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Whether the receiver can be sure that the message is sent by the source only and not spoofed by someone else?

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  • $\begingroup$ There are 3 answers. Could you indicate if any answers your selection and accept the one that does? Otherwise please indicate what is missing... $\endgroup$
    – Maarten Bodewes
    Mar 12 '18 at 15:29
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Does WPA(2) solve the problem of non-repudiation?

Whether the receiver can be sure that the message is sent by the source only and not spoofed by someone else?

You appear to be a bit confused about what non-repudiation actually means.

What it means that the receiver could prove to a third party that the sender (and not anyone else) sent the message. In this case, that is not true; the receiver could also generate the message.

On the other hand, in WPA(2), that's not what the receiver cares about. What the receiver does know is that someone with the WPA2 keys generated the message, and that (unless one of the two sides leaked it) those two sides are the sender and the receiver (and so if the receiver knows he didn't generate the message), the sender must have.

Hence, it proves what the receiver cares about (even if it doesn't meet the definition of "non-repudiation").

BTW: WPA uses a Message Authentication Code known as Michael; it was designed (in a hurry) specifically for WPA; it was designed under the constraint that it had to be implementable on every product that implemented WEP (hence doing something like HMAC, which would have been preferable, wasn't an option). Neils Fergusson did (IMHO) an excellent job in putting it together within the constraints he was given. However, I do believe some results have been found against it since; it'd be wiser to migrate to WPA2 (now that hardware that can do that is now available)

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No it doesn't.

Message Authentication Codes (MACs, which in networking some may call MIC in order to differenciate from Media Access Control) are symmetric-key primitives that only provides authenticity and integrity of the message exchange. Non-repudiation requires public-key cryptography.

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It depends, but usually the answer is no. The MAC is only used to provide integrity and authenticity of the message exchange.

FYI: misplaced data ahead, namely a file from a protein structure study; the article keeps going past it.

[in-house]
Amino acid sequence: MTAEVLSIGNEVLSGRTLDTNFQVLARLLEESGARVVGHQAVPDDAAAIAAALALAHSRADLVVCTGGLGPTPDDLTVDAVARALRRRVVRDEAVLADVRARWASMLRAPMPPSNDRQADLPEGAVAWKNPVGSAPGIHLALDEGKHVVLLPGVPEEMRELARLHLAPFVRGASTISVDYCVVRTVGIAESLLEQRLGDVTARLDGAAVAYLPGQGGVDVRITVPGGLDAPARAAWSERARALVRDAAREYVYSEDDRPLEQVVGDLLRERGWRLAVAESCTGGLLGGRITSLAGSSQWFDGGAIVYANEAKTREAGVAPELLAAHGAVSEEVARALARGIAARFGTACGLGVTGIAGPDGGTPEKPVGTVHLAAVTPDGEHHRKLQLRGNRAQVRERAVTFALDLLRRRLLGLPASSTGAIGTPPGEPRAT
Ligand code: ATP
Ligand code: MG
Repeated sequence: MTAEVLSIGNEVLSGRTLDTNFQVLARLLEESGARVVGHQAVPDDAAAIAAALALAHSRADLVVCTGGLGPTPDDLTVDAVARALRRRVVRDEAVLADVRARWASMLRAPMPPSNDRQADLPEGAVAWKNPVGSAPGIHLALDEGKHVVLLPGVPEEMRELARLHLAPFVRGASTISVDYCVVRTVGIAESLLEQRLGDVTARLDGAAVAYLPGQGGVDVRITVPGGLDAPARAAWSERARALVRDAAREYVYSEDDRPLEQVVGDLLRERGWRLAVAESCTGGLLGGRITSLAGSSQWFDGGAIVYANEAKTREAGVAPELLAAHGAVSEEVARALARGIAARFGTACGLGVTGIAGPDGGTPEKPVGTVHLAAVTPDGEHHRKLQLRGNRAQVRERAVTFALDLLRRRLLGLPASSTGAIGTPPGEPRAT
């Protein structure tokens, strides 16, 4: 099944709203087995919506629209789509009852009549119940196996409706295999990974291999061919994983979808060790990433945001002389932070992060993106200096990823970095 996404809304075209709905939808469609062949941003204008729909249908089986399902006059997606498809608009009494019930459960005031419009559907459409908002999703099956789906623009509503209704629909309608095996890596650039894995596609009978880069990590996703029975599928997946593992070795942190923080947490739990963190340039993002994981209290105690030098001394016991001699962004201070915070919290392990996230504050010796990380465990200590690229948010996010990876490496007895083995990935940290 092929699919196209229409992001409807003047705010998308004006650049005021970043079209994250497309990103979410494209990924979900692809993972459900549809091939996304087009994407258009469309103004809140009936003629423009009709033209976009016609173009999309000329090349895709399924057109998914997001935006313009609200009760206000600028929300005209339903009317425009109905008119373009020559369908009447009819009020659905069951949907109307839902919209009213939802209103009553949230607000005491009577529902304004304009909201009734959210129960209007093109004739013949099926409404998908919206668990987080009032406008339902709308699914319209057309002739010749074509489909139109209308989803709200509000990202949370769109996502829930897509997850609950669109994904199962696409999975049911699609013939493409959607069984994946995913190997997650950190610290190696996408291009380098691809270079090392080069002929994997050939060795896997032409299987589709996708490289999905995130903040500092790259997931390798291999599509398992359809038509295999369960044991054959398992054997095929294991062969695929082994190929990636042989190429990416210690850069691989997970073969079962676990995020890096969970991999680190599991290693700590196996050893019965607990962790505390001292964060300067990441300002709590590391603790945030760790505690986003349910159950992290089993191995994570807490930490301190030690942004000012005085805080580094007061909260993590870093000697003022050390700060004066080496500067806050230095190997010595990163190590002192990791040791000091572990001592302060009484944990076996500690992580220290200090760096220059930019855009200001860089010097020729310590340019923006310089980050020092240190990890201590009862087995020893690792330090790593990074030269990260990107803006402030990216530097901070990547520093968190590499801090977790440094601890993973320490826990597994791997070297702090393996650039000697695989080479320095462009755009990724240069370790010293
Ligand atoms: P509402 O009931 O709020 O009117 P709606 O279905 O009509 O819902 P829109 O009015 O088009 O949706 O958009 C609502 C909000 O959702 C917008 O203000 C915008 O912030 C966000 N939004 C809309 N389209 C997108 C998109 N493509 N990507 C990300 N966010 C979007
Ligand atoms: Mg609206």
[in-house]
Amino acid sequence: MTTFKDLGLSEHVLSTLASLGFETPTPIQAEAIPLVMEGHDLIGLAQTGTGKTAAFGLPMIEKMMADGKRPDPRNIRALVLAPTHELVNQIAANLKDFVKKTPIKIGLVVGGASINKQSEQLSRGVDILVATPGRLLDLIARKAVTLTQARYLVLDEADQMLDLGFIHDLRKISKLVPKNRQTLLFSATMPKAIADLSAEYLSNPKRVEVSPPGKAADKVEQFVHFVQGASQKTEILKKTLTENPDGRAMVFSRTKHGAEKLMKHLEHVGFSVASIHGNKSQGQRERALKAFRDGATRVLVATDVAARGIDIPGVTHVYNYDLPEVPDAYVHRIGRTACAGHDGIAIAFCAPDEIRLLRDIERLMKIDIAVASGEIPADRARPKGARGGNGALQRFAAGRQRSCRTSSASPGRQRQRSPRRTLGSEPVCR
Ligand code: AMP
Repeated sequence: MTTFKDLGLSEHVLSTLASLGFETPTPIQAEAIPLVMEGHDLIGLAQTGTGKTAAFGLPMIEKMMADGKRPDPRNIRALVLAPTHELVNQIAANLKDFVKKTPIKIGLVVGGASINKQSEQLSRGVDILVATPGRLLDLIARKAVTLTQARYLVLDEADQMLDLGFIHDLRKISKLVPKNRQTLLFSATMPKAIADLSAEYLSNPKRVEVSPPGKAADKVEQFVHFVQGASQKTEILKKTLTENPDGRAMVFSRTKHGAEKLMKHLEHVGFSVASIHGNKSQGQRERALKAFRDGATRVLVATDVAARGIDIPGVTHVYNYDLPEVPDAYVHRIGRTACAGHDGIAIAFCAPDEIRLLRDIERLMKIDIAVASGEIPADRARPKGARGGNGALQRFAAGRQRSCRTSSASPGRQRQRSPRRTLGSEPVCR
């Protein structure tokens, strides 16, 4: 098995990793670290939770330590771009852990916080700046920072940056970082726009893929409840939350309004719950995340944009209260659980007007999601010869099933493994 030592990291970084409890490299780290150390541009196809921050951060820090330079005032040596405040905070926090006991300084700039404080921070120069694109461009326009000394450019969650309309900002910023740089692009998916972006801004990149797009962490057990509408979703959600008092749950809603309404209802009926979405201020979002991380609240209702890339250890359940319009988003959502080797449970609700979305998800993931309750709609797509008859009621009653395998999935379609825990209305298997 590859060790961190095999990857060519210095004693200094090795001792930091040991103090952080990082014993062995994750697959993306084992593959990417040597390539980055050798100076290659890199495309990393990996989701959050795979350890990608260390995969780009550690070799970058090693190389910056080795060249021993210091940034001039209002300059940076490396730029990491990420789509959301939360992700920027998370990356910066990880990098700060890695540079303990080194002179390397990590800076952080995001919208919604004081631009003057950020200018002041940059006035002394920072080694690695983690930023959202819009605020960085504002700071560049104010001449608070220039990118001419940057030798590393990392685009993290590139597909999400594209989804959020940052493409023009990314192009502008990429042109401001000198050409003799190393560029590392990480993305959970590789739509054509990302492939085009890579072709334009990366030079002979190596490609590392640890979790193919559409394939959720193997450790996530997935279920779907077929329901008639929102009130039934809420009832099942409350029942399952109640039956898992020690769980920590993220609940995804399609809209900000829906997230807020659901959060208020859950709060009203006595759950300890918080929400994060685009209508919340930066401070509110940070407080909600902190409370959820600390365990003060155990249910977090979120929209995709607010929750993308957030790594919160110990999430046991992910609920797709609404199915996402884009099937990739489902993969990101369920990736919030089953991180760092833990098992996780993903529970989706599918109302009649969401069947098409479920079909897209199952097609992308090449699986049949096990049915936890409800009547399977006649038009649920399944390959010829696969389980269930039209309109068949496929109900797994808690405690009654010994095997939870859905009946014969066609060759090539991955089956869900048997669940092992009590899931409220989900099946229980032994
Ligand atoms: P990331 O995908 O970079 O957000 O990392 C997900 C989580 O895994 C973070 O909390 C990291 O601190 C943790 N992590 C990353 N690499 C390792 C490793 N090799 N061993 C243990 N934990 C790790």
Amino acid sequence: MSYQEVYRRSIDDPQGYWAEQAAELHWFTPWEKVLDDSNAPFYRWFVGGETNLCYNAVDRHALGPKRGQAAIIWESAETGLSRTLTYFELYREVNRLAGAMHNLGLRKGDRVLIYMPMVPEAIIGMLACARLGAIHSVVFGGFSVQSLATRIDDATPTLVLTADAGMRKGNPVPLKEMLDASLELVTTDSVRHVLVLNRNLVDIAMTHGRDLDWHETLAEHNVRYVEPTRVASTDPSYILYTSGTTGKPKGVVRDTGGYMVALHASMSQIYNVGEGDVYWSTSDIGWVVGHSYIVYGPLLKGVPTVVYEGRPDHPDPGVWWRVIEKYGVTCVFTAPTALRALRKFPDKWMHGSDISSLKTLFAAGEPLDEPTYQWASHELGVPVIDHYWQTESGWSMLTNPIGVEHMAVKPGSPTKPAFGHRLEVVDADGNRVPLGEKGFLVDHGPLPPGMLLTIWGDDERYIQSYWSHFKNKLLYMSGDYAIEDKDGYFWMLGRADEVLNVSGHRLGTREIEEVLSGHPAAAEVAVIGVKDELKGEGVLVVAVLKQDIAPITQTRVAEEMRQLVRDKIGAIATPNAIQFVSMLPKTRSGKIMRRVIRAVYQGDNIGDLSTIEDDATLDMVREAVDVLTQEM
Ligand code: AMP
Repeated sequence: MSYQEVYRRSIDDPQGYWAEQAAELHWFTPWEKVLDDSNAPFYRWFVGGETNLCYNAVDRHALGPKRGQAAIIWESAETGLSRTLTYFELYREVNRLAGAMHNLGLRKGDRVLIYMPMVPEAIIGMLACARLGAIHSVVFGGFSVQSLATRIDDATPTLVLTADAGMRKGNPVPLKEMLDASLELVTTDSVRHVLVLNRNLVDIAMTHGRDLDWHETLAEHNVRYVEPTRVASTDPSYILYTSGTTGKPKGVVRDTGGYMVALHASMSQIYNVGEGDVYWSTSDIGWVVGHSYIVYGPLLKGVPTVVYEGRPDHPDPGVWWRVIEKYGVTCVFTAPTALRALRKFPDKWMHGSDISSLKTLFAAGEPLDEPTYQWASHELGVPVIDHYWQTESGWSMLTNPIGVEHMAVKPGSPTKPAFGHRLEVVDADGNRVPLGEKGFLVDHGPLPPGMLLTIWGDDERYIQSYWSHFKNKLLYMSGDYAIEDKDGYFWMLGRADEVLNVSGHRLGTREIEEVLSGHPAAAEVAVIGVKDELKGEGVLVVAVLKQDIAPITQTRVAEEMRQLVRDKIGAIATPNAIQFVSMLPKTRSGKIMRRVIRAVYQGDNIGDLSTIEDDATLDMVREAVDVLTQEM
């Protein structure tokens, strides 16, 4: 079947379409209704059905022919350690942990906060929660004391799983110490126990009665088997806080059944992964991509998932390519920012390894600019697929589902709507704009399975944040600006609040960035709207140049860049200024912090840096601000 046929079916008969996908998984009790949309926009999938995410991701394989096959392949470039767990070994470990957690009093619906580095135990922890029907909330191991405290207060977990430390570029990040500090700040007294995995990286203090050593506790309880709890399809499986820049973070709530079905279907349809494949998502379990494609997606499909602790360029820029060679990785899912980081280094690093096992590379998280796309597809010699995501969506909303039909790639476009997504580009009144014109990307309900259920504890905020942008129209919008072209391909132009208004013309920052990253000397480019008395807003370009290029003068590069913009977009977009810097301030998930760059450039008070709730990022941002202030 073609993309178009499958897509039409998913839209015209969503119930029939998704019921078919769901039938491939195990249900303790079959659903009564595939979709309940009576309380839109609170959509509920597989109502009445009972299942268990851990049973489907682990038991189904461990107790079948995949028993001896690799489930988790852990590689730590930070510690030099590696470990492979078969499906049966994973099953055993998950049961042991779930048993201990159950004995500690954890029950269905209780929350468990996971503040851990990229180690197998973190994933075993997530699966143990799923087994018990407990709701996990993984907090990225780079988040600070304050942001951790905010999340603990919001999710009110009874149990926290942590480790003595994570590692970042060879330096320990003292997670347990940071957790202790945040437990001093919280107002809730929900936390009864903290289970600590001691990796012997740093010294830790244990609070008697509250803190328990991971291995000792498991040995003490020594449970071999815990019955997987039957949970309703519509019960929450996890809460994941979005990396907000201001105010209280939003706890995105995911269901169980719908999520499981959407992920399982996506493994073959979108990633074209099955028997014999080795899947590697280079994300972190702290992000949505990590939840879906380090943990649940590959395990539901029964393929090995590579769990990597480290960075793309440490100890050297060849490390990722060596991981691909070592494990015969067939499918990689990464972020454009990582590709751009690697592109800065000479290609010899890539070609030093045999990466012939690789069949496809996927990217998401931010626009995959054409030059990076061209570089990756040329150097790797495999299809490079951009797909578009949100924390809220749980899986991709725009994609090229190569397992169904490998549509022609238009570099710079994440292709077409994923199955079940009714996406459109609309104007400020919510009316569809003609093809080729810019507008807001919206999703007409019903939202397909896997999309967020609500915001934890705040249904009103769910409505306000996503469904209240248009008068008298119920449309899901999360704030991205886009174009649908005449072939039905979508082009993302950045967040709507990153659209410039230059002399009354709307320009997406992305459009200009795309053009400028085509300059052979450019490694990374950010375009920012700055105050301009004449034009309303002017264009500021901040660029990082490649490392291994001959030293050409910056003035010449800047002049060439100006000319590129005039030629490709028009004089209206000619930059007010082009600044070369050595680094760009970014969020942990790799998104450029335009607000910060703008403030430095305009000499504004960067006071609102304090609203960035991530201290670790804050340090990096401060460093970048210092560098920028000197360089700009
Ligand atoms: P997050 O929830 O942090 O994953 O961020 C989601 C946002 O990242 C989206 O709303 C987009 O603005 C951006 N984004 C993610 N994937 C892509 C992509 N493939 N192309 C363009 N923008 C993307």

Usually non-repudiation is something that is performed on documents rather than transport protocols. You could possibly prove that data was send through a transport protocol by a certain sender. This of course requires the sender to be authenticated within the protocol (e.g. client authentication for TLS). However, generally the packets of the transport protocol are discarded after the data has been received. If the MAC would be lost after receiving the data, the data cannot be proven to be signed by a specific entity anymore.

Certificate and keys used for authentication may also have different properties when it comes to real time authentication. For instance a certificate may have a lower key strength, validity time and may not be verified as strict as a certificate used for non-repudiation. Furthermore, a certificate / key use for authentication will not have the non-repudiation key usage set. Furthermore, an authentication key may also have less protection; smart cards, for instance, usually only require one PIN entry to use the authentication key multiple times. This would however only come to effect when WPA is used with EAP protocol for authentication.

More importantly, even if the data can be proven to be signed from a specific key, the sender may not consciously have signed that data. You could think of a JavaScript script that deliberately sends data through a WPA channel with client authentication. In other words: even if you can prove that you received an otherwise unsigned document agreeing to sell my house, I won't have sold you my house. I can repute it: I may never have consciously send it to you and I certainly did not sign it with the intention to sell the house.

If you're stupid enough to use a unique password, leak that password to a third party and then establish a Wireless connection using WPA and then leak the data and keying material, somebody may be able to prove that you have send that data. That would not be non-repudiation as any party receiving the keys might just as well have signed the data themselves, but it may break the closely related notion of deniability.

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